Thursday, 29 June 2017

3rd Sunday after Pentecost 25 Jun 2017 Sermon

3rd Sunday after Pentecost 25.6.17 Mercy

The mercy of God is our foundation and security. We do not like having to ask for mercy all the time, but still we are glad it is there – like a safety net for the trapeze artists.

Even if we fall many times, He will forgive us ‘seventy times seven’ (Mt 18,22).

It is amazing that He perseveres with us. But this is His Sacred Heart, which burns like a furnace with love for man.

Or the Good Shepherd, who goes out to seek even one lost sheep, when others might write off the loss.

We are grateful to Our Lord for His mercy, and we resolve, with His grace, to amend our lives as needed.

We want also to make positive contributions as part of our atonement - to help save others, which we know is His great desire.

We must want what He wants, that other sheep be saved. The ninety-nine sheep should be rejoicing when the lost sheep returns. As should the older brother have rejoiced in the return of the Prodigal Son (Lk 15, 25-30).

The Sacred Heart burns with love for mankind. When it comes to us, it can be that the only ‘burning’ is that of anger against those who have offended us!

We know we are supposed to forgive others, but we can be very grudging on that point.

Not many would have a burning love for their neighbour, especially the neighbour who has offended us - but that is just where God is different. This is one of His mysteries, and one that really hits home to us, because we find it so difficult.

God is infinitely merciful, but we can be more interested in the claims of justice than mercy. We feel acutely any wrong others do to us, and we share the general rage against wrongdoers – murderers, terrorists, thieves, rapists etc.

God goes so much further and deeper than we do. We need to let more of His way sink in, and it will change us for the good.

We have just been asking (at Pentecost) the Holy Spirit to inflame our hearts. This is part of the process – that our hearts be inflamed with the merciful love of God, giving us a desire to forgive others.

It is easier to understand at the physical level. We are glad to help someone who is in some physical difficulty – trapped in a fire, fallen in the river etc. At such times a common humanity comes in, and we feel compassion for the one in need. We do not stop to consider: is this a good or a bad person? We simply want to help.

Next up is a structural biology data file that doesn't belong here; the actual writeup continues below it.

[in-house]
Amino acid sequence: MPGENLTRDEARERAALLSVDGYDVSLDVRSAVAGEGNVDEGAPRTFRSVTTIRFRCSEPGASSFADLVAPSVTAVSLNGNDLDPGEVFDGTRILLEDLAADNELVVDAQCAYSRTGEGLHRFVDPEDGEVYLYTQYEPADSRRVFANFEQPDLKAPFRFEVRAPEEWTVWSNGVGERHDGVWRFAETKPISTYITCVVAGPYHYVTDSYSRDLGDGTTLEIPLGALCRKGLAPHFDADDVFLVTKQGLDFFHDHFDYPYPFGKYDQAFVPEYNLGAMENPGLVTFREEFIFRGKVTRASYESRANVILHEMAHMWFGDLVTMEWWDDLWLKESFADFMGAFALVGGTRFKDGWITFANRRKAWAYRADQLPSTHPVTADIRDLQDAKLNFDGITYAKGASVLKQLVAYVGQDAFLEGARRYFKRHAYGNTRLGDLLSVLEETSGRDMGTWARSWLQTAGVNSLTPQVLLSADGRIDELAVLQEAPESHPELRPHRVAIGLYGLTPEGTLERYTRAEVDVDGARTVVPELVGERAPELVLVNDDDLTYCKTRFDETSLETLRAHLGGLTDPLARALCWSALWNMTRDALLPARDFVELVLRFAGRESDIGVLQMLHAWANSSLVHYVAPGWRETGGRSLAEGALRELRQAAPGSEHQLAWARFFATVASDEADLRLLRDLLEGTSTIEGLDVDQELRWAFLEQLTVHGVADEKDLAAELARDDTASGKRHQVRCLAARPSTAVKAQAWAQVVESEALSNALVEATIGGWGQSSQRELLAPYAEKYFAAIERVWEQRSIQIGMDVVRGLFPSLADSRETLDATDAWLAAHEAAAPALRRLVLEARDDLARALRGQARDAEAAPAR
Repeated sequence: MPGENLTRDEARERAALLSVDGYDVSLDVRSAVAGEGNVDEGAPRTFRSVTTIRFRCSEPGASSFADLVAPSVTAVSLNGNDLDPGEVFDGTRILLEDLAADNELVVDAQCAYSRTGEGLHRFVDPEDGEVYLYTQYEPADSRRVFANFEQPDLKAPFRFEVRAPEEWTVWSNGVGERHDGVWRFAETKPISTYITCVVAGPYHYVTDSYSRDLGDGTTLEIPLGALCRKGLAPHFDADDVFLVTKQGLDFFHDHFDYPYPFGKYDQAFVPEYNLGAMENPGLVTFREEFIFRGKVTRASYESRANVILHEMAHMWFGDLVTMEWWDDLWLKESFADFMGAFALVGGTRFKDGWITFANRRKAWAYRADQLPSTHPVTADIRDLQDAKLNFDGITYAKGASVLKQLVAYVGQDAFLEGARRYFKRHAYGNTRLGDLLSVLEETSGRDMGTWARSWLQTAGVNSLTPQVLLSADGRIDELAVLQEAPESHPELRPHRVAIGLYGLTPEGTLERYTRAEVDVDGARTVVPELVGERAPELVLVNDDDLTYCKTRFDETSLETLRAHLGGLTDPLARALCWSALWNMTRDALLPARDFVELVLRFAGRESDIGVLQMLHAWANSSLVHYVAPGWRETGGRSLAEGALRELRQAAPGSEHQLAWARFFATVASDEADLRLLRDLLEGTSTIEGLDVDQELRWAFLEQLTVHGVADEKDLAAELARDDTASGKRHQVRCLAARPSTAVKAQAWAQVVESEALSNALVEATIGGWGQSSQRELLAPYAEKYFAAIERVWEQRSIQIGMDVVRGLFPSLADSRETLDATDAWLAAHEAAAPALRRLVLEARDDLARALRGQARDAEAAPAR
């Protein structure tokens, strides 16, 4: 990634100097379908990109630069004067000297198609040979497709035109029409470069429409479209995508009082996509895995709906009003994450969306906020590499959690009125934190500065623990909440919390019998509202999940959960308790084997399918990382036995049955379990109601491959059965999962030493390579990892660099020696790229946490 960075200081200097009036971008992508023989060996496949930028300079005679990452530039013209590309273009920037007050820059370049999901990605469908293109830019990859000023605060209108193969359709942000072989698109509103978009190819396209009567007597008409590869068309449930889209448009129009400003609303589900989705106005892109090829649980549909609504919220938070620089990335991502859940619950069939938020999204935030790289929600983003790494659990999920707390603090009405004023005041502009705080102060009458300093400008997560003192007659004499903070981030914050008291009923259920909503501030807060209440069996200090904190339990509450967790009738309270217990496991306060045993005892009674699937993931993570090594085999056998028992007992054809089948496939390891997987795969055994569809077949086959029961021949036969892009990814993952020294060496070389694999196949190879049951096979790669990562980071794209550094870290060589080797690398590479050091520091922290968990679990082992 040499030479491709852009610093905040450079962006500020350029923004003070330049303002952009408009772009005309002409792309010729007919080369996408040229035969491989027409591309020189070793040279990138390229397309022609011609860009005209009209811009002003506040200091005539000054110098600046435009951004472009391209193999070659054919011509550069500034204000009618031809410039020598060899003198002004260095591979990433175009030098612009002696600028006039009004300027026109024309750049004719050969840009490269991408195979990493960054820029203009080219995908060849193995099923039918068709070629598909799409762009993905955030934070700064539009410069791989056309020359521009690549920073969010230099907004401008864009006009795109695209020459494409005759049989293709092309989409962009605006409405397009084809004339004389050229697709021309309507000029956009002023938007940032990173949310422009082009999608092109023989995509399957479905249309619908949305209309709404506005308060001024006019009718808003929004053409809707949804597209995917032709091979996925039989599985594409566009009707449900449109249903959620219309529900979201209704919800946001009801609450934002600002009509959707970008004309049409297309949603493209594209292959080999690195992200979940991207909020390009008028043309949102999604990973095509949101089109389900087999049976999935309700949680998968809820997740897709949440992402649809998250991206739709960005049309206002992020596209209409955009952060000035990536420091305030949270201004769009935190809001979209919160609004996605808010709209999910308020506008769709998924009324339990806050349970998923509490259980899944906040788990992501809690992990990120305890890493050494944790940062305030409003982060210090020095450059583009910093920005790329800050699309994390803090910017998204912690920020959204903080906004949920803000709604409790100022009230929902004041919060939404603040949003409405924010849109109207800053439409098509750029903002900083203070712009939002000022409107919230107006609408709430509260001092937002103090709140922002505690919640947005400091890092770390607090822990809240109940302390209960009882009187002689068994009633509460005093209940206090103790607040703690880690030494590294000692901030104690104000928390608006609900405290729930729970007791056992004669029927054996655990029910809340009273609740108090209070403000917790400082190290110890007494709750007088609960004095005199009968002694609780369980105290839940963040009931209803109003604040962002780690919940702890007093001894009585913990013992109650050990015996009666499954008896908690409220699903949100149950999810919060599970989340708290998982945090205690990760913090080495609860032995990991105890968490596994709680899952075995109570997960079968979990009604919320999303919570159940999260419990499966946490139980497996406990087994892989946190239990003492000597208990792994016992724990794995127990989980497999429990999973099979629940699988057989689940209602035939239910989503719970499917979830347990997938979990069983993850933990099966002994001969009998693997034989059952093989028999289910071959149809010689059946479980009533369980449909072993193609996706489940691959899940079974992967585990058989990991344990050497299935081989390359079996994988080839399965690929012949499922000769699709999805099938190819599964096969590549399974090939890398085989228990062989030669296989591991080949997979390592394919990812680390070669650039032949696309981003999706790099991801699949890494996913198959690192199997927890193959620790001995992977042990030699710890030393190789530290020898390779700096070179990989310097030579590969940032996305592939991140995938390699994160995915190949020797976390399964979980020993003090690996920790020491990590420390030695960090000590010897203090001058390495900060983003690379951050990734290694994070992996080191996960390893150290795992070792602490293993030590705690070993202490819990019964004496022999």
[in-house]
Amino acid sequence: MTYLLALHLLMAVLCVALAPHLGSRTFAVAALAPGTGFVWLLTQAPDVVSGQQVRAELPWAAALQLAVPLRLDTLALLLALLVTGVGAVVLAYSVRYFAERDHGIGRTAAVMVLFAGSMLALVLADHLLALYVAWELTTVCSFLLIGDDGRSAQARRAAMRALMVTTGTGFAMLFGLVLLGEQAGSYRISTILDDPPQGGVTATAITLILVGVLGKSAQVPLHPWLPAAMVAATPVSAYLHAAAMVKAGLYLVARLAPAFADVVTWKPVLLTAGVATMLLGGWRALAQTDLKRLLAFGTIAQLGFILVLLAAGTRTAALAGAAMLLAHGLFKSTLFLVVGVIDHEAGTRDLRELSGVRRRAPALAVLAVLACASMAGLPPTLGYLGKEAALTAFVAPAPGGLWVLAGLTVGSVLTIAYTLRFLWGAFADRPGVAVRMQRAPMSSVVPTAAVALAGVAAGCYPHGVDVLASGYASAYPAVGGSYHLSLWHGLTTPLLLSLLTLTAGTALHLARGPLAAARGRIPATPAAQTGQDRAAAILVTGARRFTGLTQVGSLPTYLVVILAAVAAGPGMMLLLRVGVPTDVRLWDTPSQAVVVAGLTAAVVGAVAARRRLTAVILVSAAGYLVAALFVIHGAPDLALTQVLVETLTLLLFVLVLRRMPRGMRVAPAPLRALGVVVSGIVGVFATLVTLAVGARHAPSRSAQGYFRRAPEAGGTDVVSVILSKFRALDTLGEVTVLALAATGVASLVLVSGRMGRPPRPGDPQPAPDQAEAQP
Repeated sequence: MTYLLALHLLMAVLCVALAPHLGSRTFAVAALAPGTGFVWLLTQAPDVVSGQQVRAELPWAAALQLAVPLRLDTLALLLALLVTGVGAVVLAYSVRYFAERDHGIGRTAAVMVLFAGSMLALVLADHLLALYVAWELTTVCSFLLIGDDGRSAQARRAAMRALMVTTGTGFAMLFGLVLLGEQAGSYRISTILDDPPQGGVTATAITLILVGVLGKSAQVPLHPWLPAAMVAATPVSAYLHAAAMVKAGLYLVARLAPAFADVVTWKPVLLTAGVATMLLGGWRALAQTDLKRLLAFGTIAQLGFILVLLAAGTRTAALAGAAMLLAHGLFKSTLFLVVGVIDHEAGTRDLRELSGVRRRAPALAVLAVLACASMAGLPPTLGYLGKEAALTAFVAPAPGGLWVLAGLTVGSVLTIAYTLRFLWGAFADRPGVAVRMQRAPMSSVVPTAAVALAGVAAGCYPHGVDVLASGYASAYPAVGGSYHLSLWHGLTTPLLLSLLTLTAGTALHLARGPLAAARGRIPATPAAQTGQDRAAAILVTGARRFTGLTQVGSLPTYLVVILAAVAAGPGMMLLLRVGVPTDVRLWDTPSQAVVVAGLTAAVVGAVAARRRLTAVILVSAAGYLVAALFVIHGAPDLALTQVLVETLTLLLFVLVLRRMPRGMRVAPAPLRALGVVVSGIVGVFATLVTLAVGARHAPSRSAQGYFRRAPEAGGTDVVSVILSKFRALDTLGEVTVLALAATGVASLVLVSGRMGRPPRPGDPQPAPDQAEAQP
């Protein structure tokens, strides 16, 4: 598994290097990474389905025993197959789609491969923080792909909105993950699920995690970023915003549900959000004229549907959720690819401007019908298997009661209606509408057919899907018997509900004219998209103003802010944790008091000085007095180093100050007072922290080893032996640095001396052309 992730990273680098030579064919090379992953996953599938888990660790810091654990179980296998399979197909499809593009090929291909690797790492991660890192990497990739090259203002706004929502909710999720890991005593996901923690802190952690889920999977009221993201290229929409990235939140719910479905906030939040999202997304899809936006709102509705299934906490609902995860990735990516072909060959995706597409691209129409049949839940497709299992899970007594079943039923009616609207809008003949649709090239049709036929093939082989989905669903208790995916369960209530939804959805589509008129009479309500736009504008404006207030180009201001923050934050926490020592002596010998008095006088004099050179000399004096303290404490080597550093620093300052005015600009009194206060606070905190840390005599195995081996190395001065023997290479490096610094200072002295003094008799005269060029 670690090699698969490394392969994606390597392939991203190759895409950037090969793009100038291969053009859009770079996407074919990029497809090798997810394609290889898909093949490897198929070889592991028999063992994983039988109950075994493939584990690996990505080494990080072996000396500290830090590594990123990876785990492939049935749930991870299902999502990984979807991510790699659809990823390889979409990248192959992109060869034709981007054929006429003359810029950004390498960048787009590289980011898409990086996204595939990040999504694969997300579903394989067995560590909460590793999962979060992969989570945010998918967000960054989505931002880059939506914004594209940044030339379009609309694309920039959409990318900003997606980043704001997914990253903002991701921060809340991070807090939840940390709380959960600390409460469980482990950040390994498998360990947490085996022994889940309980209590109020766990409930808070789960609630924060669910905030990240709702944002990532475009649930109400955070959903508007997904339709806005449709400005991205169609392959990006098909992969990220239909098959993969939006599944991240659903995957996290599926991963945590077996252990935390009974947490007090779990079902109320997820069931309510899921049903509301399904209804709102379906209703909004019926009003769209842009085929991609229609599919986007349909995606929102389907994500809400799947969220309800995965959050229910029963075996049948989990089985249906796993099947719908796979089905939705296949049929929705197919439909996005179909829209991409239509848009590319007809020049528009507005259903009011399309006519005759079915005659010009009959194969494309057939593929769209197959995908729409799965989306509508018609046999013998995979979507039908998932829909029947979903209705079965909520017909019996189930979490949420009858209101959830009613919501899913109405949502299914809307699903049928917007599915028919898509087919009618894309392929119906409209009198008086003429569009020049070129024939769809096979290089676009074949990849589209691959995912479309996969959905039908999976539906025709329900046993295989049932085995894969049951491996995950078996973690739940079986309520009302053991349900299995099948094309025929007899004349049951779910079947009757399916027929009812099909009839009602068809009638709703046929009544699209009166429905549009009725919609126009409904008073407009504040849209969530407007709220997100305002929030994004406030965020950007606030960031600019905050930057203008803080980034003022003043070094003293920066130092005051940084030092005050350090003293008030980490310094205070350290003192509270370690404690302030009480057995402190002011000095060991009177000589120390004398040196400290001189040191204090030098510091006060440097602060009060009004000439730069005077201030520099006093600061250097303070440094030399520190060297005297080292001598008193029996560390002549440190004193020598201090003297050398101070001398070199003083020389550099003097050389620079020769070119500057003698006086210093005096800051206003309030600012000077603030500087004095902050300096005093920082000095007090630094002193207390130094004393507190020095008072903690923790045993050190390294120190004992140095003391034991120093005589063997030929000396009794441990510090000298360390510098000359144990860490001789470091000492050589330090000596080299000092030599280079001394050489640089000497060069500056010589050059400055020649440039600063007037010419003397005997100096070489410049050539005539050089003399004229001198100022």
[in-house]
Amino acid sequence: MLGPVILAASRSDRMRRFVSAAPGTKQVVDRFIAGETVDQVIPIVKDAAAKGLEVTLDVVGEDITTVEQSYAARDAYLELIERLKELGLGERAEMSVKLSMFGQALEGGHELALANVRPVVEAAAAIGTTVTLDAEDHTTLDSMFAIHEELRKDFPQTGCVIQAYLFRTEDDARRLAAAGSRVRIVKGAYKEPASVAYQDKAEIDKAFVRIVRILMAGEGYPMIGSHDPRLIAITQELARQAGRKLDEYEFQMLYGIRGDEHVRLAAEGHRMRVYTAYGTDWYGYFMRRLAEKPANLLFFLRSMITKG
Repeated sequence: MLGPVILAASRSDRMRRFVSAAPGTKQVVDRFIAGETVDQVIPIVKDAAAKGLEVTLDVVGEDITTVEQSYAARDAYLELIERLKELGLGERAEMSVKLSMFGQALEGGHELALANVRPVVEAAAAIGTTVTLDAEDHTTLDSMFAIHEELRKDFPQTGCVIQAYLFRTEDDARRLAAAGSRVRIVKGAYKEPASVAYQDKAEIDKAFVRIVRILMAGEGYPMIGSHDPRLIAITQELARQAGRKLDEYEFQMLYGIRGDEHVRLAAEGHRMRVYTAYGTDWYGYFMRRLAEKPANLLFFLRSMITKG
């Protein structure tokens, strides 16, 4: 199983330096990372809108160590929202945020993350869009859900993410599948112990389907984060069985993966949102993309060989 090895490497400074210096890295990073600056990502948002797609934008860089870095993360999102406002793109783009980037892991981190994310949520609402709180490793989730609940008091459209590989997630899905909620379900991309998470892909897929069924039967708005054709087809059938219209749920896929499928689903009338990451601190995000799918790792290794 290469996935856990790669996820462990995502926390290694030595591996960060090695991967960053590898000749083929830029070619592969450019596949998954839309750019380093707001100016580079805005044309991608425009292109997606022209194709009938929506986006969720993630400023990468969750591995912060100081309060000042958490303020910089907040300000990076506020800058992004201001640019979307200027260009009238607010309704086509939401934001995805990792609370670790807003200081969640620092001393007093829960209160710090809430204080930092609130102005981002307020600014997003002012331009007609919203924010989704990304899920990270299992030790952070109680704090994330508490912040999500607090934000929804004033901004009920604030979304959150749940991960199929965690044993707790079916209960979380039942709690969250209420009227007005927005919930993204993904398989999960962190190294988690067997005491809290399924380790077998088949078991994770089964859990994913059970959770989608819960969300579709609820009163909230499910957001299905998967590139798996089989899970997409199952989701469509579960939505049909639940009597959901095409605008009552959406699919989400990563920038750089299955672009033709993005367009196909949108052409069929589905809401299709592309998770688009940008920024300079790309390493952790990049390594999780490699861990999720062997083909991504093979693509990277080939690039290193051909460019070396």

We just need to stretch that compassion to the moral sphere as well. We feel sorry for the sinner; sorry that he has taken whatever wrong turnings to get to where he is; anxious to help him back to the right path.

Seen in this light we have goodwill, after all, even for bad people, even those who offend us. We just want to rescue the one in need.

We draw warmth from the Sacred Heart.  Only He can open our hearts to the sort of charity to which He calls us. We are capable of it, because that is how we will be in Heaven. In Heaven no one ever has an uncharitable thought. We will be delighted to see our worst enemy there with us.

If that sounds unlikely just yet, it means we are not ready for Heaven. That is what Purgatory is for, to purify us of all wrong ways of thinking. We can begin the process in this life.

We are made in God's image; and through the sacraments we share His inner life. We cannot keep attitudes which are alien to Him, and still expect to live with Him.

We look for the good in people; we want to see them restored by God's mercy.

Meanwhile He wants it far more than we ever could. And we have to be grateful for that.
Most Sacred Heart of Jesus, have mercy on us.

No comments: